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New Dave Smith Youth Treatment Centre opens its doors

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New Dave Smith Youth Treatment Centre opens its doors


The modern building with soaring ceilings and plentiful light has 30 beds for youth seeking treatment: 15 for women and 15 for men.

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Nearly four years after the death of Ottawa philanthropist Dave Smith, the new youth treatment centre that was his long-time vision has opened its doors.

The long-awaited opening of the $21-million Dave Smith Youth Treatment Centre in rural Carp was celebrated Thursday by those who worked on it and in it, along with some who have benefitted from it.

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“Dave Smith is not with us today, but you can feel his presence in many ways,” said Derek Johnston, vice-chair of the organization’s board of directors.

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Smith, who died in 2020, was an Ottawa icon. He opened Nate’s Deli on Rideau Street in 1950 and, later, The Place Next Door. He raised more than $150 million for charitable causes during his lifetime.

The youth treatment centre became his life-long passion. It began as a day program in a building on Bronson Avenue in 1983 and eventually moved to the Carp area, where women and men’s residential programs were housed in separate buildings.

Smith dreamed of a “state-of-the-art, purpose built, world-class facilities where world-class services would be provided to youth who are struggling with substance use and mental health issues,” Johnston said at the opening celebration Thursday. Looking around, he added: “This place is stunning.”

Mike Beauchesne Dave Smith Youth Treatment Centre
Mike Beauchesne is executive director of the Dave Smith Youth Treatment Centre. Photo by JULIE OLIVER /Postmedia

Executive director Mike Beauchesne added: “Welcome to the place where hope becomes reality, where stigma shame and judgment stop at the door.”

The modern building with soaring ceilings and plentiful light has 30 beds for youth seeking treatment: 15 for women and 15 for men. It will include space for new programs, including a workshop and eventually a horticulture program, as well as for family support. The new space expands the centre’s capacity by 25 per cent, which should cut wait times, officials say, and it brings all the program’s services under one roof.

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Alexandra Rodrigues checked in to the Dave Smith Treatment Centre in 2016 at a time when there were few positives in her life. She said her life was marked by broken relationships, an inability to reach her goals, no emotional control or communications skills.

Working with therapists at the centre helped turn things around for Rodrigues, now 28. What she learned has stayed with her, and her time at the youth treatment centre helped instill healthy habits and passions. She now works as an artist.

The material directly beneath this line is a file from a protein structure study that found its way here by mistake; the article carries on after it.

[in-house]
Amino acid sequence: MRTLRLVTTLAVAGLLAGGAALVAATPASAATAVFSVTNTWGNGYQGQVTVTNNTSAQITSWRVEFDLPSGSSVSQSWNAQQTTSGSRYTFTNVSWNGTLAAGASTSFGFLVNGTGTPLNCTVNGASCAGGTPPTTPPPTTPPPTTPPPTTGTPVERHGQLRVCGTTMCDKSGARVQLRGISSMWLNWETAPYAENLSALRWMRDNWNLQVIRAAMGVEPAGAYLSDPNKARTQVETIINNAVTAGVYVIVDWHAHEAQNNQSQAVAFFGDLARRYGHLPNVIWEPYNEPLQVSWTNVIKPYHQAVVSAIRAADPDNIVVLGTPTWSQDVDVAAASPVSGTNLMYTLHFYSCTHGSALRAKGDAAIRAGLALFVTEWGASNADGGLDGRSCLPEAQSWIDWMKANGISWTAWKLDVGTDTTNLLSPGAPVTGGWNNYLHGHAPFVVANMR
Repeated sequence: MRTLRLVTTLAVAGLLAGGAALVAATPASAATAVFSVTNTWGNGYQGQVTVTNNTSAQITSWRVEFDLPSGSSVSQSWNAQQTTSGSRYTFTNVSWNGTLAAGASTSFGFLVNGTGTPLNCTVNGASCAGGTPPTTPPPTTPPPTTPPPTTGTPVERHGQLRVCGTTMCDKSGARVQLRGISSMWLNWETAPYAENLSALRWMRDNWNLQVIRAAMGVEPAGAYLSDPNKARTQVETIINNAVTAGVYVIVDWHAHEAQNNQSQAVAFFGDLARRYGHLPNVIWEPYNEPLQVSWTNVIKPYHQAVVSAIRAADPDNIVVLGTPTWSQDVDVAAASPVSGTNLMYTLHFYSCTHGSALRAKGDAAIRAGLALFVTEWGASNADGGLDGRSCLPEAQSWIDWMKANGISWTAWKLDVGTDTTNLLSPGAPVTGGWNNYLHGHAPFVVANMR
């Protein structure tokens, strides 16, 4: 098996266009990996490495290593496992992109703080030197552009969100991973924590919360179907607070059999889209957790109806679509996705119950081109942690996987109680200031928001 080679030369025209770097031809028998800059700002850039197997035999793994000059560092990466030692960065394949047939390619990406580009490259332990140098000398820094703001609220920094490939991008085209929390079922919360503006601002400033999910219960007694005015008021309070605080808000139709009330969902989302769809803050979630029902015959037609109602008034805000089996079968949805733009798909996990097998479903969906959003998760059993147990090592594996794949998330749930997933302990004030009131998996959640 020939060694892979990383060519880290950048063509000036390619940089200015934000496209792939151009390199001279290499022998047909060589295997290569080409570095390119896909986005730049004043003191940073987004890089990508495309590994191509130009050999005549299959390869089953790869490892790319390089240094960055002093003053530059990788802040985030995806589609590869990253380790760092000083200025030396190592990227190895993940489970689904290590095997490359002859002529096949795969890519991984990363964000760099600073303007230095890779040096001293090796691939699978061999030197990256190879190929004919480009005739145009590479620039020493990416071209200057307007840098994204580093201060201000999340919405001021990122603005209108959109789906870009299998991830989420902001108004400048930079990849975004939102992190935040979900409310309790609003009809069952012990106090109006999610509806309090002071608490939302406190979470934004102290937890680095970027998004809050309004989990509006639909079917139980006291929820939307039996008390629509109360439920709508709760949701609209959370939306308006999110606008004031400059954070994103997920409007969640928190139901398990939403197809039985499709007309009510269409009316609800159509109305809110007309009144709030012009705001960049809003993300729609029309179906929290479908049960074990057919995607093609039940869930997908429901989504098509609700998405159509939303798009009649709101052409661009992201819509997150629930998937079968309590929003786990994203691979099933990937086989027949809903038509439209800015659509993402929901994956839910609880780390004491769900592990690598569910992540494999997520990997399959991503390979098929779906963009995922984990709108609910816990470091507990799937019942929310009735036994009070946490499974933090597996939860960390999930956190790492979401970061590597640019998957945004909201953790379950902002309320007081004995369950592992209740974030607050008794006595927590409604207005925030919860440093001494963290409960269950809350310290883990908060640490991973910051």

“I now sell my art and have created a life that I wake up to every day with joy,” she said.

Among those who have worked to help get the new building open are Cindy Manor, director of philanthropy, and her son, Hunter Knight, who was treated there while battling alcohol and cocaine addiction during his teens. Knight became friends with Dave Smith and visited him on his death bed. During that visit, Smith asked the young man to see through his dream of the modern home for the Dave Smith Youth Treatment Centre.

Clients are scheduled to move in over the next few weeks.

Youth, who come from across Ontario, can remain at the centre for up to three months, and they continue to be supported for three months after leaving the centre.

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All clients at the centre struggle with substance use disorder, and 85 per cent of them have used substances for more than three years. Clients also deal with multiple mental-health issues.

After treatment, the majority of clients have report increased overall life satisfaction along with improved physical and mental health, better family relations and quality of life as well as an ability to meet substance use goals, the centre says.

Dave Smith Youth Treatment Centre Carp
The grand opening of the Dave Smith Youth Treatment Centre took place Thursday in Carp. Here, Dave Smith’s widow, Darlene Smith (centre) and daughter, Sharron Smith (centre right in light blue jacket) are joined by centre executive director Mike Beauchesne (centre), past client Alexandra Rodrigues (purple dress), director of philanthropy Cindy Manor (third from left) and others to cut the ribbon. Photo by JULIE OLIVER /Postmedia

Ottawa Police Service Deputy Chief Steve Bell, who chairs the centre’s board of directors, said the program’s approach worked.

“I have seen first-hand the transformative power of providing help and resources to young people facing challenges with substance use disorders rather than resorting to punitive measures through our court system,” Bell said.

The community share of the provincially funded project is $4 million, with $1.5 million still to be raised through a fundraising campaign.

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